Weber State Weekly
FOOTBALL: Grading the Team's Performance Against NAU
(Graphic courtesy of ESPN)
After a miracle last-second “Hail Malone,” the Weber State Wildcats beat Northern Arizona 28-23 and improved to 3-0 in this spring season. We asked our panel to grade the offense, defense and special teams following the victory against the Lumberjacks.
AC: B-. The run game was strong and the pass game had its moments, like the long touchdown to Rashid Shaheed. Josh Davis averaged 8.8 yards per carry, and Randall Johnson collected another 70 yards on the ground. I think we saw too many inconsistent moments in the passing game today, and I’d have liked the ball in Davis’ hands more often. The offense gets some bonus points for that amazing big guy touchdown/trick play that ended up in Noah Atagi’s hands. The explosive potential is there. Just need more consistency.
Joe Traub: C+. The offense started with a flourish and finished with a miracle that is normally only seen in movies. It was nice to see Johnson’s mobility in his debut, but a more consistent all-around game will be vital if this team is to go far in the postseason. The turnovers were a cause for concern, especially given the fact two of them occurred deep in NAU territory. It is a rarity for this team to cough up the ball in multiple scoring opportunities within the same game. The Hail Mary showed that, no matter how rough a day a quarterback is having, he can completely flip a script with one acrobatic play. I still have no idea how Justin Malone caught that ball in an insane amount of coverage, but Wildcat fans all across the globe should be happy.
Dustin “Chappy” Chapman: A-. Probably going to be an unpopular opinion to give them this high of a grade, but context matters. Were they great? No, overall, they were not, but they had moments that were great. The first drive and TD to Shaheed was great. The second TD Hook and Lateral play was great. The Hail Mary play? Go back and look at it and see how well-executed that was (as well-executed as that type of play can be). Malone knew to be in the middle because he was going to be the tallest guy. Shaheed knew to circle to the back of the endzone to wait for a tipped ball. Johnson knew to roll out and to toss it high. There are clearly things to improve on, but I attribute a lot of that to a QB making his first start of the season. Also, fumbles need to stop.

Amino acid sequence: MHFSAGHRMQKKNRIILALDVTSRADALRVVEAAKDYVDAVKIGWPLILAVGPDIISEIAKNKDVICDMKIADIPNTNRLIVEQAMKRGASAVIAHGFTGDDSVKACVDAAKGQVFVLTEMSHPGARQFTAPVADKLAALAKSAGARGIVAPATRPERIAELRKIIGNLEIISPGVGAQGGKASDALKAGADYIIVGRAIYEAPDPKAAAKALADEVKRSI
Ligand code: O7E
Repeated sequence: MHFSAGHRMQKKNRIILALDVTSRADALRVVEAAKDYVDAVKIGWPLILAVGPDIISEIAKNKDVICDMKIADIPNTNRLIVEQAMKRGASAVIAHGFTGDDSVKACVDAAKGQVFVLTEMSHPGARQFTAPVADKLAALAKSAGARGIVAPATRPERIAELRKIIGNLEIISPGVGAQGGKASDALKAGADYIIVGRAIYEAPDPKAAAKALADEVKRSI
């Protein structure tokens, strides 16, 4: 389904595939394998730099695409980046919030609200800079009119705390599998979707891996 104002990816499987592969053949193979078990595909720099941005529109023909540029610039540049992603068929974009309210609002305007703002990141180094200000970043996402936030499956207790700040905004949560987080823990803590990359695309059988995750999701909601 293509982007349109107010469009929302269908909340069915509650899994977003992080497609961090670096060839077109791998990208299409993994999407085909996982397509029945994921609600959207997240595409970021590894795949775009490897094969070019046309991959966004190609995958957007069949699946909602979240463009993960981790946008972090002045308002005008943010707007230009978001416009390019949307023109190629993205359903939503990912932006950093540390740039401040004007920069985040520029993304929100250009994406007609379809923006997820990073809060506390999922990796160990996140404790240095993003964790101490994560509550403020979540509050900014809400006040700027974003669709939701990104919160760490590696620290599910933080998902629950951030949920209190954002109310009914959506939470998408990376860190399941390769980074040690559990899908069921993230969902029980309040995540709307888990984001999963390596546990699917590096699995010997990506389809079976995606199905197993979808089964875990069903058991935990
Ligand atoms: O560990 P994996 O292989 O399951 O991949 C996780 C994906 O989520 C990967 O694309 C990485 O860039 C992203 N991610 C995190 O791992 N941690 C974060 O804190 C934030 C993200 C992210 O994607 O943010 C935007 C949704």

Sean Lewis: D for 51 plays, A for the other 11 plays, which averages to a C- (yes, I did the math!). After the first two wildcat drives (10 plays, 2 TDss), my group in the stands was talking about how great the blowout was going to be. NAU had no answer for the ‘cats. For the next 51 offensive snaps, the commentary was that Johnson looked like he was thinking too hard; he was indecisive and holding on to the ball too long. This led to three second half turnovers on five drives. It wasn’t until the fourth quarter that we felt that the coaches had simplified the playbook, mostly by abandoning the passing game (20/25 non-punting plays from 5:00 left in the third til 4:14 left in the fourth were runs, including 11 straight plays at one point). The Wildcats were able to escape on a miracle play, but there wasn’t much leading up to those final 2.2 seconds, including the previous two plays that made anyone in the stands believe that such a play would be even close to successful. Hopefully Bronson Barron’s injury is such that he is back soon, as when looking at him and Johnson and how the offense has done under each of them, it is clear the coaches were correct in handing Barron the keys to the offense as QB1 this spring.